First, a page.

Adit Damodaran, an economist at the travel app Hopper, said in an email that he doesn’t expect to see domestic airfare change significantly since travelers probably will not be crisscrossing the United States. But, he said, some other forms of travel could see price hikes.
“I do think the higher demand could exacerbate the rental car shortage and lead to higher rental car daily rates as well as hotel prices,” Damodaran said. “I think we’re definitely going to see more crowds at attractions.”
He said that could further motivate domestic travelers to seek out “off-the-beaten path” destinations.
Numbers won’t increase right away — or necessarily that much
Amir Eylon, CEO of Longwoods International, a tourism-focused market research consultancy, said he expects it to take months for the pipeline from booking to traveling to evolve. The rules go into effect in early November.
“All the planes aren’t going to be full tomorrow,” he said.
Sacks pointed out that in 2019, international visits represented only about 6 percent of overnight trips in the United States, with domestic travel making up the rest.
“I think that the main thing to realize is that on a volume-of-people basis, international travelers represent a relatively small share of travel compared to domestic across the board,” Sacks said. “At least on a macro level, there’s not going to be a significant influx that really changes the experience of the average U.S. traveler in America.”
While Sacks said he doesn’t see the change as massive, he believes it is “critically important.”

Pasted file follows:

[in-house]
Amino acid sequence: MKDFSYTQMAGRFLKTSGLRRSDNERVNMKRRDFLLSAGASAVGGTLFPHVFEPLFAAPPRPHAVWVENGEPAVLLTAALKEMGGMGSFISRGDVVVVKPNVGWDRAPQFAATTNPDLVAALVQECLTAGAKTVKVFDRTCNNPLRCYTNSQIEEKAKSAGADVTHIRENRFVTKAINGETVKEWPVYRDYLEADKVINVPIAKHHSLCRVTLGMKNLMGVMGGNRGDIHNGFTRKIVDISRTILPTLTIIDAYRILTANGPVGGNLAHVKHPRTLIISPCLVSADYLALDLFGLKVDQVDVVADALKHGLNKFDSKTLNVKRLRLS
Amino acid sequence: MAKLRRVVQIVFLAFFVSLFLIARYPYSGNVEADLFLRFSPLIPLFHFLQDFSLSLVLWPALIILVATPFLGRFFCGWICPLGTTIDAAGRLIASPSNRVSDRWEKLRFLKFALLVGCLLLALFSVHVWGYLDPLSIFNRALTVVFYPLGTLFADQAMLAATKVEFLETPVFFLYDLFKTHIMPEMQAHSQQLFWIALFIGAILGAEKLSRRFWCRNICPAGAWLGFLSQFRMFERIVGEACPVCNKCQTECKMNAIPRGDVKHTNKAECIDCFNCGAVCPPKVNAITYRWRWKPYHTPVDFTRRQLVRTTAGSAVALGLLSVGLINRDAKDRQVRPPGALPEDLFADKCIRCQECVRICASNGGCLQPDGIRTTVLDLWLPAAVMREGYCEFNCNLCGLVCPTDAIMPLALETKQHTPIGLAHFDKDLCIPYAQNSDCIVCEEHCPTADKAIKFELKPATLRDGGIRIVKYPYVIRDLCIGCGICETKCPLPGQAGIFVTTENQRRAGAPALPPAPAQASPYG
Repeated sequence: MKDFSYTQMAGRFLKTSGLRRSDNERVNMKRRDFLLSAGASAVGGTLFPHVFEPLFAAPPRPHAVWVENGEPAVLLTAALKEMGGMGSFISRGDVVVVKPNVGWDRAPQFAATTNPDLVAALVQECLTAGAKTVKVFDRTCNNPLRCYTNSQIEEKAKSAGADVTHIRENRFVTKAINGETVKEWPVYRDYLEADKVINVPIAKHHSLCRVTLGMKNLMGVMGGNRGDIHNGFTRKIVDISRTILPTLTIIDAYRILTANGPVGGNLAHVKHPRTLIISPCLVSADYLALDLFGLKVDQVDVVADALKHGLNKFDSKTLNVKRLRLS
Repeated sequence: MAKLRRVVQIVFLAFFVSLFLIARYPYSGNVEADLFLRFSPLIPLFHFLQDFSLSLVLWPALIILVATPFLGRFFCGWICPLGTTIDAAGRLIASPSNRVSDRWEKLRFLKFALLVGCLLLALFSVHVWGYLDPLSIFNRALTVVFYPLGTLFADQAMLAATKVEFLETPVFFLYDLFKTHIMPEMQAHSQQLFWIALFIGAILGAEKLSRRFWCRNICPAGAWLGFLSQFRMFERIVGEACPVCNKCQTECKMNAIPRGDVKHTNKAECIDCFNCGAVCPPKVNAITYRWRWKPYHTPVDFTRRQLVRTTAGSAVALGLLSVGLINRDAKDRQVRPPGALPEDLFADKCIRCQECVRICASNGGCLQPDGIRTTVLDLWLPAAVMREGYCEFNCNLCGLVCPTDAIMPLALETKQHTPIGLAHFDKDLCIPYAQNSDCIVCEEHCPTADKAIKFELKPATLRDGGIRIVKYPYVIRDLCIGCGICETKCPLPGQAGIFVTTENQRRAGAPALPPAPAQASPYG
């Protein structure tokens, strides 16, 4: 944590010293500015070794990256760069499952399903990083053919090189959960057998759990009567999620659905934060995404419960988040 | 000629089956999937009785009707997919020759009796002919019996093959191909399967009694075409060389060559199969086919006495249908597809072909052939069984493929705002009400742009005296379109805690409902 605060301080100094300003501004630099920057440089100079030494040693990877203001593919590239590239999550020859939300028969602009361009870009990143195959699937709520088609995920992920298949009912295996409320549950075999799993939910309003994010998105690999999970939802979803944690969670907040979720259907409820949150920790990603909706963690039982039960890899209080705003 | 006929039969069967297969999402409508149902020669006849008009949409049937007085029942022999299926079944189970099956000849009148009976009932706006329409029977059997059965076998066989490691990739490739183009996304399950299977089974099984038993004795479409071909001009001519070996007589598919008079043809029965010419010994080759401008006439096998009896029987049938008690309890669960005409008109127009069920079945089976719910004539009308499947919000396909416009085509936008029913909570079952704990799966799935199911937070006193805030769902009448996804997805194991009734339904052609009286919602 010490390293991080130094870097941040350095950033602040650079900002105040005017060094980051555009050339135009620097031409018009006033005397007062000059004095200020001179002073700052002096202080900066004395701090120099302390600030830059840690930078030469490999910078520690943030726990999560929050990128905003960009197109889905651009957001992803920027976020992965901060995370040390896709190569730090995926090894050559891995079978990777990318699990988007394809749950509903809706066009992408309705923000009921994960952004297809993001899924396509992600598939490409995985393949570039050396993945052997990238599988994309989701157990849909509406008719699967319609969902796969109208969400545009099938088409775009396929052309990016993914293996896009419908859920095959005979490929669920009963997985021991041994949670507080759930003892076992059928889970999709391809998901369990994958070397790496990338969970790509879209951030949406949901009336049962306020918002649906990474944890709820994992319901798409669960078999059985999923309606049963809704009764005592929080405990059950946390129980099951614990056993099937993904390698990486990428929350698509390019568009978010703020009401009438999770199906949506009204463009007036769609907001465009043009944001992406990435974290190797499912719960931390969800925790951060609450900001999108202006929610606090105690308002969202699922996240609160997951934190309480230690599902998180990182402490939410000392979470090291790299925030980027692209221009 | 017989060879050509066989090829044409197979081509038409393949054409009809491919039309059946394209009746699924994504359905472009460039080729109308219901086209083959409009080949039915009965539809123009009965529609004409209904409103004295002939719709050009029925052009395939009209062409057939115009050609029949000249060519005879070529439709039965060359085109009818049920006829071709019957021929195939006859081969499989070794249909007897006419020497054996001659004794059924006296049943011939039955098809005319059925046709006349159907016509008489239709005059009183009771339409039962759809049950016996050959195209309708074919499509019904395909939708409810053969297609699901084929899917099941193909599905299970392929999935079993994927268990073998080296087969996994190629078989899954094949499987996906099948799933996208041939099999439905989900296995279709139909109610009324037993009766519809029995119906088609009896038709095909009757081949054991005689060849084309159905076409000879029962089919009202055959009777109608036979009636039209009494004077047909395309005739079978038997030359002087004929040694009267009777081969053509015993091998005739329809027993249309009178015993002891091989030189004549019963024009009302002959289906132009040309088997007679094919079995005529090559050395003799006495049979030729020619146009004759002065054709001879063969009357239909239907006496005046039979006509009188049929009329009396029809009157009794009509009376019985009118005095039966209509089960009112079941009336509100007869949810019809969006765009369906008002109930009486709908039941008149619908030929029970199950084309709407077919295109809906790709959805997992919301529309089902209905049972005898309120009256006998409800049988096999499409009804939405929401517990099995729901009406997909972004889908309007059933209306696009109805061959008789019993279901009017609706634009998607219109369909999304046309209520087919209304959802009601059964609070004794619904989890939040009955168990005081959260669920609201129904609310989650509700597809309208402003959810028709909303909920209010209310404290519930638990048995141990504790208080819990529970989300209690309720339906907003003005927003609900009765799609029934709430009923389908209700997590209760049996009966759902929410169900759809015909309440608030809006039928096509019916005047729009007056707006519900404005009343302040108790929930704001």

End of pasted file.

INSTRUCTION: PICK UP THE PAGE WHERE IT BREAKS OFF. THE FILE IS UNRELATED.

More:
“In a sense, this is exactly what the doctor ordered for the U.S. travel recovery,” he said.
Business travel should see a boost
The new policy “paves the way to a strong recovery of business travel,” Ariel Cohen, CEO of travel management company TripActions, said in an email.
His company has already seen business trips increase in the past few weeks, a trend that is expected to accelerate once border restrictions are removed.
“With the right health and safety measures in place, plus strong partnerships among policymakers, suppliers and corporate travel partners, the new rules should open the floodgates for worldwide economic recovery and bring much-needed business to airlines, hotels and destinations affected by the pandemic," Cohen said.
Hospitality service could suffer
Hotels and restaurants have reported difficulty hiring all the workers they need, and many have adjusted operations accordingly. For hotel guests, that has meant less frequent housekeeping and scaled-back meal service.
“The industry has a serious workforce issue right now and has been trying very aggressively to hire back a lot of the employees that they lost [during] the pandemic,” Eylon said — an issue that is not limited to hospitality.
He said the added pressure from increased demand could “exacerbate” service issues.
“Right now in the U.S., you have to be a little more flexible with your service expectations,” he said.
Luxury travelers may lead the way
Alex Sharpe, president and chief executive of Signature Travel Network, said he expects it will be wealthy travelers from other countries who make the trip to the U.S. once they are able.
International travelers traditionally outspend domestic vacationers, Sacks said, so their return will have a significant economic impact.
“I think luxury travel will be the biggest benefactor,” Sharpe said. “Even when you just think of the cost of testing and the extra hoops and the potential for testing positive and having to cancel ... it’ll be those who are more affluent who will take that risk.”